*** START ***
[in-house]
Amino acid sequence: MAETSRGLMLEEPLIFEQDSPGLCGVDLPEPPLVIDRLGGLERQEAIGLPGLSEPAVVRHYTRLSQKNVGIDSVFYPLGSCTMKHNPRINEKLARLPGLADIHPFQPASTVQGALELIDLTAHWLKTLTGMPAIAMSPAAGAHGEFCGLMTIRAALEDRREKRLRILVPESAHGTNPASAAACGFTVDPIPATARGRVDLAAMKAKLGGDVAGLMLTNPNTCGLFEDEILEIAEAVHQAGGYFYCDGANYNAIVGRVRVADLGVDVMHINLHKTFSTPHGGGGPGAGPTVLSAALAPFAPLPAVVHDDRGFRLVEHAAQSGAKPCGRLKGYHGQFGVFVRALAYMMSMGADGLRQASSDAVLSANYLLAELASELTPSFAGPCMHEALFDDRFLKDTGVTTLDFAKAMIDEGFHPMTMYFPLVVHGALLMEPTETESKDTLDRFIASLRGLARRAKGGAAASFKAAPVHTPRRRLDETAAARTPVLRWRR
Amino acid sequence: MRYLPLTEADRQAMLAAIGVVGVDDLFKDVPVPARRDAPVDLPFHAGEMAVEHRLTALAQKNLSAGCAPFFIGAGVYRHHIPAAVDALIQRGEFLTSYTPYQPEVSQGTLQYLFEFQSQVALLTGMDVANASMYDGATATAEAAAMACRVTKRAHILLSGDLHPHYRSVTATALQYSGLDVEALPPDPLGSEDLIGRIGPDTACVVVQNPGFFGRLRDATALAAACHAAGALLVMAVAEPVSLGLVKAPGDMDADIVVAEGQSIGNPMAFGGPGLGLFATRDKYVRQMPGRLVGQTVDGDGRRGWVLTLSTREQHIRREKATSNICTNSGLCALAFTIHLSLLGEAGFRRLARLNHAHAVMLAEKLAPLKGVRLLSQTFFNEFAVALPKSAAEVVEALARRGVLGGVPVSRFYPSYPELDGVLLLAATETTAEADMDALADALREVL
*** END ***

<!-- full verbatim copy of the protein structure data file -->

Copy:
[in-house]
Amino acid sequence: MAETSRGLMLEEPLIFEQDSPGLCGVDLPEPPLVIDRLGGLERQEAIGLPGLSEPAVVRHYTRLSQKNVGIDSVFYPLGSCTMKHNPRINEKLARLPGLADIHPFQPASTVQGALELIDLTAHWLKTLTGMPAIAMSPAAGAHGEFCGLMTIRAALEDRREKRLRILVPESAHGTNPASAAACGFTVDPIPATARGRVDLAAMKAKLGGDVAGLMLTNPNTCGLFEDEILEIAEAVHQAGGYFYCDGANYNAIVGRVRVADLGVDVMHINLHKTFSTPHGGGGPGAGPTVLSAALAPFAPLPAVVHDDRGFRLVEHAAQSGAKPCGRLKGYHGQFGVFVRALAYMMSMGADGLRQASSDAVLSANYLLAELASELTPSFAGPCMHEALFDDRFLKDTGVTTLDFAKAMIDEGFHPMTMYFPLVVHGALLMEPTETESKDTLDRFIASLRGLARRAKGGAAASFKAAPVHTPRRRLDETAAARTPVLRWRR
Amino acid sequence: MRYLPLTEADRQAMLAAIGVVGVDDLFKDVPVPARRDAPVDLPFHAGEMAVEHRLTALAQKNLSAGCAPFFIGAGVYRHHIPAAVDALIQRGEFLTSYTPYQPEVSQGTLQYLFEFQSQVALLTGMDVANASMYDGATATAEAAAMACRVTKRAHILLSGDLHPHYRSVTATALQYSGLDVEALPPDPLGSEDLIGRIGPDTACVVVQNPGFFGRLRDATALAAACHAAGALLVMAVAEPVSLGLVKAPGDMDADIVVAEGQSIGNPMAFGGPGLGLFATRDKYVRQMPGRLVGQTVDGDGRRGWVLTLSTREQHIRREKATSNICTNSGLCALAFTIHLSLLGEAGFRRLARLNHAHAVMLAEKLAPLKGVRLLSQTFFNEFAVALPKSAAEVVEALARRGVLGGVPVSRFYPSYPELDGVLLLAATETTAEADMDALADALREVL